TAmara Lawrance says she has “very little desire to be pregnant” and given the subject of her latest film, who can blame her? She stars in the dread-filled psychological horror Kindred as Charlotte, a young woman living in an isolated part of rural England, whose life plans go awry when she becomes pregnant with her boyfriend (Edward Holcroft) and is brought into the quasi-care of her sinister. family, in their collapsed mansion infested with crows. Fiona Shaw becomes an imperious matriarch, while Jack Lowden is disconcertingly subservient as the black sheep’s stepbrother.
“I really enjoyed the fact that [Charlotte] was not motherly, ”says Lawrance, describing the charm of the script from screenwriter / director Joe Marcantonio. “It is an assumption that women are born with this innate, God-given inclination to care for babies and there are countless testimonies to that, but there are also a lot of other experiences and evidence.” To be a woman between the ages of 25 and 45 is to be bombarded with images of maternal fullness, as well as a constant stream of questions about the uterus.
So Lawrance, soon to be 28, appreciates the space that Kindred opens up for more ambivalent feelings. “Many of my friends, particularly those who are creative, wonder if they want to have children and allow themselves to ask that question. People think that people also change their minds about these things, ”he adds. “But I think it’s okay to know that you don’t want to have children.”
Charlotte’s plight, being a pregnant black woman struggling to feel welcomed by her white aristocratic in-laws, echoes a well-known contemporary fable and, strangely, this is not the first time Lawrance has found her on-screen roles to overlap. with the real life experience of the Duchess of Sussex.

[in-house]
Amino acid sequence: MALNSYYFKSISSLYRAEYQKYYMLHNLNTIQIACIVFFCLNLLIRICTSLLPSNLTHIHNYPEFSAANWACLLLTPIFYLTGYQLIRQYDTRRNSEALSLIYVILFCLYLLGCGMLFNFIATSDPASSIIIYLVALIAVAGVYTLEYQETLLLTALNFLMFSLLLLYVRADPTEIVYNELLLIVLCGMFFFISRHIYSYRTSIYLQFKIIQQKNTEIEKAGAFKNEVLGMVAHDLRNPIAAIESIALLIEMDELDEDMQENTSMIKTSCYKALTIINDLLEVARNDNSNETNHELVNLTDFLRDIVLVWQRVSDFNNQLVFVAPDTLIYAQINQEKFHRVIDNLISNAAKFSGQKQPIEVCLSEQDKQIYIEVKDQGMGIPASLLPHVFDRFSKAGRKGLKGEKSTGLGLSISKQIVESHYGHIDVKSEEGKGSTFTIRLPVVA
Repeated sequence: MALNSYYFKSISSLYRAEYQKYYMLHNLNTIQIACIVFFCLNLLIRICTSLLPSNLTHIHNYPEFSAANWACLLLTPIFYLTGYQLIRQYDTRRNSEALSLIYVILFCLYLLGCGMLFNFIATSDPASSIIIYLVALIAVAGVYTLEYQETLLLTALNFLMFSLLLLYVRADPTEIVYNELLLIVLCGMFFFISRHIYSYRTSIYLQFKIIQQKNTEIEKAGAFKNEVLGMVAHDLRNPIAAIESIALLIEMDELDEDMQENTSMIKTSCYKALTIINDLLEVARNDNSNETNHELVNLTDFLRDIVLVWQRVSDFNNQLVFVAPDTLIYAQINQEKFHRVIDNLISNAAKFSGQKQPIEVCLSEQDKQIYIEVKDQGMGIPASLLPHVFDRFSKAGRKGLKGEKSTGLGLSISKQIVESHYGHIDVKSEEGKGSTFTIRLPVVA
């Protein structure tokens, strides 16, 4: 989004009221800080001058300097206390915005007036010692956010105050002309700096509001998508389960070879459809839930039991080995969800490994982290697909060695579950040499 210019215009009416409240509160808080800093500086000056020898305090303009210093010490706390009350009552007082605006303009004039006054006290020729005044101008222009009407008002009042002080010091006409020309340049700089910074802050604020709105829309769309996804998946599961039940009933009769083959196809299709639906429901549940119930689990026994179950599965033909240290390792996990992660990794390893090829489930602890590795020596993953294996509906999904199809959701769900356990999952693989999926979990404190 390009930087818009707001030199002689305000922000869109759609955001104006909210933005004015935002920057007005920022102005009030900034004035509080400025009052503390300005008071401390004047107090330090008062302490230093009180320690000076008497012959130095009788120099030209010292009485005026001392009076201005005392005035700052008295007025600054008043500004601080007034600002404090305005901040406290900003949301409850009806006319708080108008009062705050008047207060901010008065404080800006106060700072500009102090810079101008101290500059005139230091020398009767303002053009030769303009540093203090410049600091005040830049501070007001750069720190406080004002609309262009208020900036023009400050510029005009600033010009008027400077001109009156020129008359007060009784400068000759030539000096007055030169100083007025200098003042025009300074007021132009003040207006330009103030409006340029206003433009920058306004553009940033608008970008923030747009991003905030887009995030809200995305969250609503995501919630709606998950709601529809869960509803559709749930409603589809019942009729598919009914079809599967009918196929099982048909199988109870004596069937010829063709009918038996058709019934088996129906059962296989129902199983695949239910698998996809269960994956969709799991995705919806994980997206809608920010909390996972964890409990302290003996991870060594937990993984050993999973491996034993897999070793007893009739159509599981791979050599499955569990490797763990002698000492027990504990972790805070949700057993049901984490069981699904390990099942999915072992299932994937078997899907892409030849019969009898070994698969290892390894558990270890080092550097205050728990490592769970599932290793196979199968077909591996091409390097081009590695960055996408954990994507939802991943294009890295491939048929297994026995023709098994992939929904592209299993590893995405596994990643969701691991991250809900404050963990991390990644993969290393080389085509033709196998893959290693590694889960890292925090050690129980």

Rada-trained Lawrance made a name for himself in the National Theater productions of Black Bottom and Ma Rainey’s Twelfth Night, while also causing a sensation on television, as Prince Harry’s Republican girlfriend in the BBC drama King Charles. III. Originally written for the stage by Mike Bartlett, it envisioned a near future for British royalty, some of which have already been fulfilled. “We were filming before the news of [Harry and Meghan] being in a relationship was even public, so I thought it was very astute on the part of the writer or the casting director; to see that this is a likely association, due to Harry’s character, perhaps. “
Neither the role in King Charles III, nor this one in Kindred were specified as Black in the script, and yet in both cases the casting of a black actor has added a layer of nuance. In Kindred’s case, she says: “It doesn’t escape me that a young black woman trapped inside a completely blank space for the entire film and lit by gas [means] there are many social comments to be made, in terms of a broader look at the experiences of black people within institutions ”. As for whether racism plays any role in the way Charlotte is treated by her in-laws, she doesn’t think she’s in the best position to answer. “I think it’s actually more of a question for Fiona [Shaw], and I don’t know if they have asked. “